A good colleague of mine created a pull request in which he spoke about monadic behaviour, an alternative way of error handling, so we called him for a quick meeting where he explained something which he called Railway Oriented Programming.

As explaining is one of the best ways to understand, let me give a try here.

Many times when you start writing a program, first you will consider that things would go well (do TDD instead!), so you end up designing something which you might call the happy path later on. Let’s take an example of a user who wants to update his phone number in a system in which user data is stored. What is happening on the server side?

Recieve request with phone number
Validate the format of the phone number
Update existing phone number in the user's profile
Send verification message
Return the result to the user


Then either because of some discovered bugs or because you just did think about it, you start adding some error handling. First returning a status here…

...
boolean isFormatValid = validateRequest(request);
if (!isFormatValid) {
return "Invalid format";
}
...


Then adding a try-catch block there…

try {
} catch(DBError error) {
return "DB error: coulnd't update record";
}



Pretty soon you are going to obfuscate totally your code and especially your readers’ minds. All of this just by iteratively adding the “unhappy path”. It happened to me. Then I started to refactor the code, following Uncle Bob’s Extract till you drop number one hit, but it was still ugly.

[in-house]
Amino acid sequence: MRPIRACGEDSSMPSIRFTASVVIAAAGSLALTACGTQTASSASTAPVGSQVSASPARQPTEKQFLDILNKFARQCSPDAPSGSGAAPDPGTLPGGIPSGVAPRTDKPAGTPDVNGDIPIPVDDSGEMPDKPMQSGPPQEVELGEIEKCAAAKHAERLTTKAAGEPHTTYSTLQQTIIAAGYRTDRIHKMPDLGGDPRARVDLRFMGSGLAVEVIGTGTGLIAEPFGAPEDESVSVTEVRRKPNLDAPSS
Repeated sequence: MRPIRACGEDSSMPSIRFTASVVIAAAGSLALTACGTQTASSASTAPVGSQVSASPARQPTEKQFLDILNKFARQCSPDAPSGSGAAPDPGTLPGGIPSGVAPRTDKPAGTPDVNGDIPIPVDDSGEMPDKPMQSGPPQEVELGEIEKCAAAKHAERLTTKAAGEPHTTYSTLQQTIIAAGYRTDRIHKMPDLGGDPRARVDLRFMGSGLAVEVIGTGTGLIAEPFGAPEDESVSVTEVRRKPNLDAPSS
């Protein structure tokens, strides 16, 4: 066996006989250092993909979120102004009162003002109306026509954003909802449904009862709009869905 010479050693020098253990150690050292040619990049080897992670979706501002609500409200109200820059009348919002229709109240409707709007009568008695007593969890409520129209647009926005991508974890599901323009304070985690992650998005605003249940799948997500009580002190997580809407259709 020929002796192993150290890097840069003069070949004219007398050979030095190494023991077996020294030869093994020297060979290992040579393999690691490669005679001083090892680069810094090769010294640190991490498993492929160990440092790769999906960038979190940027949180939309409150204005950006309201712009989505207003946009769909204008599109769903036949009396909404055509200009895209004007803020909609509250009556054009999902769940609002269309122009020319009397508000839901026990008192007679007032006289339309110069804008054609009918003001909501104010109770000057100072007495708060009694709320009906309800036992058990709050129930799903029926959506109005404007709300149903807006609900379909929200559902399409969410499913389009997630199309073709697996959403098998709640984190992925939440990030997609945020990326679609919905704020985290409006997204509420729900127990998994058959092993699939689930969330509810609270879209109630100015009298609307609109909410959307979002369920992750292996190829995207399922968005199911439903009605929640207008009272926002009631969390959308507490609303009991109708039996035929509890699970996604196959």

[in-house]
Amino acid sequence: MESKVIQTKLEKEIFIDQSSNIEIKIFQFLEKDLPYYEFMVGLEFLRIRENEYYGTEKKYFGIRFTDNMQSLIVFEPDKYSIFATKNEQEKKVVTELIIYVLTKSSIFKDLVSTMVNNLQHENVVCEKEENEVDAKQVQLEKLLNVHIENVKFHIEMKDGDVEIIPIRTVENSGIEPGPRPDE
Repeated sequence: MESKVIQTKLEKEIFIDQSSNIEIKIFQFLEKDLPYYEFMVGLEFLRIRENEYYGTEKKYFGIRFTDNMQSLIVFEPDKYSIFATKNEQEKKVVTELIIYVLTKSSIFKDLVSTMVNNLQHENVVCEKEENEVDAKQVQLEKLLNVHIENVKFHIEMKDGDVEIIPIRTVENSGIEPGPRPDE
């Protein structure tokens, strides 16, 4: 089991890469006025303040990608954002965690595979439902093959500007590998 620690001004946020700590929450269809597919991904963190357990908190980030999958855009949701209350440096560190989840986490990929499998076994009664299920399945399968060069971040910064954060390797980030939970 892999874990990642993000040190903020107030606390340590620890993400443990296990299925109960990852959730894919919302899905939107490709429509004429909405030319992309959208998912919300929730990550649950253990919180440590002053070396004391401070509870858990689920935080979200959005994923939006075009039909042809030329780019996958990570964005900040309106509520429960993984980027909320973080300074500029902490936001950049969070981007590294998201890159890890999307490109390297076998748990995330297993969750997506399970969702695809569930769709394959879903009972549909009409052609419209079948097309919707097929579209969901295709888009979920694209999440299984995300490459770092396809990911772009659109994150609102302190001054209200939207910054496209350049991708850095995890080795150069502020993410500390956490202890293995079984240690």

Are there other ways? Yes, there are.

Imagine that you have two parallel tracks. You have a bunch of railroad switches. Which means you can go from one track to the other. In our case it would mean that usually you could go from the happy path to the unhappy path, but sometimes even the other way around.

How to do it if you don’t want your code to look like a huge pile of if-is-valids?

Here comes the monadic approach into picture.

What you want is a block that can be responsible for holding and handling the actual state of your process either if it’s on the happy or on the unhappy side of the tracks. What you don’t want is ifs all around the business logic.

Now think about Java’s Optional<>. It’s a similar concept. You have an object which might hold something, or it might hold a null. In other languages maybe it is called Maybe - people hate me because of puns. You can define the behaviour in any case easily as such:

Optional<Record> record = db.findRecordBy(key);
return record.orElseThrow(throw new RecordNotFound());


So it can be just:

return db.findRecordBy(key).orElseThrow(throw new RecordNotFound());


Record record = db.findRecordBy(key);
if (record == null) {
throw new RecordNotFound();
}
return record;


Let’s call our new object Try<>. It exists in other languages such as Result or Try as well, etc… It has two members, one for the happy path and one for the unhappy path. The happy member is generic, while the other one is an Exception. So in Java it’d look somehow like this:

public final class Try<T> {

private final Exception exception;
private final T value;

private Try(T value, Exception exception) {
this.value = value;
this.exception = exception;
}
//...
}



With a bunch of query methods you can know whether you are in a success or in an error case and you can get either the exception or the happy value.